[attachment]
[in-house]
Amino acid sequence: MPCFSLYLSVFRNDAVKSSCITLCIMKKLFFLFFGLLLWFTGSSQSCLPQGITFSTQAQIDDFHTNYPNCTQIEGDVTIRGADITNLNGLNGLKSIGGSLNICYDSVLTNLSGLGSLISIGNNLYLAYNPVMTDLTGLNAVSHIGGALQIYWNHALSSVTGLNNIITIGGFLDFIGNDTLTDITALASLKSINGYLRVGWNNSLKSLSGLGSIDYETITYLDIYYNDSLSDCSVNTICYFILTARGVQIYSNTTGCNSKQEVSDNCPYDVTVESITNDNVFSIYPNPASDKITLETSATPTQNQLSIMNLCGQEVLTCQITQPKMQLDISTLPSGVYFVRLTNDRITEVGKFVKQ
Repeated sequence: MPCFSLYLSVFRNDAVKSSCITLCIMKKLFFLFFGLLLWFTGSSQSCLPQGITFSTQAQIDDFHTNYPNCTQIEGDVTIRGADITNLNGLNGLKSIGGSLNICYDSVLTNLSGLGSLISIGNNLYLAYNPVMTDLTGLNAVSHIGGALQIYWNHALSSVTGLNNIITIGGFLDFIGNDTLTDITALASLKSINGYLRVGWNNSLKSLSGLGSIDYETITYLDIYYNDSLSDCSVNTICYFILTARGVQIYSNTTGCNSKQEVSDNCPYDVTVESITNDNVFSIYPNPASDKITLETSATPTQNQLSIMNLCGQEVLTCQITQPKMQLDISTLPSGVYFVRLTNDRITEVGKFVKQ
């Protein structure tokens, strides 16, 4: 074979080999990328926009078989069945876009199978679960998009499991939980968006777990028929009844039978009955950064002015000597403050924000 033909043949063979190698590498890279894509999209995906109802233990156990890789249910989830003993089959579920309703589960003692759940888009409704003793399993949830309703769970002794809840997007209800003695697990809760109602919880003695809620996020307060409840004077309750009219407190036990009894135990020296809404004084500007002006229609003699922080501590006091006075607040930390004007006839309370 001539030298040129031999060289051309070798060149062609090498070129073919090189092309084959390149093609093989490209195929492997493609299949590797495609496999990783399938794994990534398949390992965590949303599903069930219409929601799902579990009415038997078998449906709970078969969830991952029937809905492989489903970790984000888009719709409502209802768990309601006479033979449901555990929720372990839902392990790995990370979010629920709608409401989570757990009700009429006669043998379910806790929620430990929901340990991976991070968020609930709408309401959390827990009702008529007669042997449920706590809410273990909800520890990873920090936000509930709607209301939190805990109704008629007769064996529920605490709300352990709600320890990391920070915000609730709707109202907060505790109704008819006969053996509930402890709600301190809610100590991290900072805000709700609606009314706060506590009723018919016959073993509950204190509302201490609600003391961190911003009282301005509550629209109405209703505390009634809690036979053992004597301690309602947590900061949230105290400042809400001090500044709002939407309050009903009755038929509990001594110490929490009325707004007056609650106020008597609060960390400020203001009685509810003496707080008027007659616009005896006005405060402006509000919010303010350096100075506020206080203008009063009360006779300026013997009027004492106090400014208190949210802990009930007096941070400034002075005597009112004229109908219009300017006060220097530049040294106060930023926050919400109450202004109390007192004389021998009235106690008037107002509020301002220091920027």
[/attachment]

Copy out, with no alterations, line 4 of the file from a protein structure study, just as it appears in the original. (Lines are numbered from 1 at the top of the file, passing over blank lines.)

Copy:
């Protein structure tokens, strides 16, 4: 074979080999990328926009078989069945876009199978679960998009499991939980968006777990028929009844039978009955950064002015000597403050924000 033909043949063979190698590498890279894509999209995906109802233990156990890789249910989830003993089959579920309703589960003692759940888009409704003793399993949830309703769970002794809840997007209800003695697990809760109602919880003695809620996020307060409840004077309750009219407190036990009894135990020296809404004084500007002006229609003699922080501590006091006075607040930390004007006839309370 001539030298040129031999060289051309070798060149062609090498070129073919090189092309084959390149093609093989490209195929492997493609299949590797495609496999990783399938794994990534398949390992965590949303599903069930219409929601799902579990009415038997078998449906709970078969969830991952029937809905492989489903970790984000888009719709409502209802768990309601006479033979449901555990929720372990839902392990790995990370979010629920709608409401989570757990009700009429006669043998379910806790929620430990929901340990991976991070968020609930709408309401959390827990009702008529007669042997449920706590809410273990909800520890990873920090936000509930709607209301939190805990109704008629007769064996529920605490709300352990709600320890990391920070915000609730709707109202907060505790109704008819006969053996509930402890709600301190809610100590991290900072805000709700609606009314706060506590009723018919016959073993509950204190509302201490609600003391961190911003009282301005509550629209109405209703505390009634809690036979053992004597301690309602947590900061949230105290400042809400001090500044709002939407309050009903009755038929509990001594110490929490009325707004007056609650106020008597609060960390400020203001009685509810003496707080008027007659616009005896006005405060402006509000919010303010350096100075506020206080203008009063009360006779300026013997009027004492106090400014208190949210802990009930007096941070400034002075005597009112004229109908219009300017006060220097530049040294106060930023926050919400109450202004109390007192004389021998009235106690008037107002509020301002220091920027």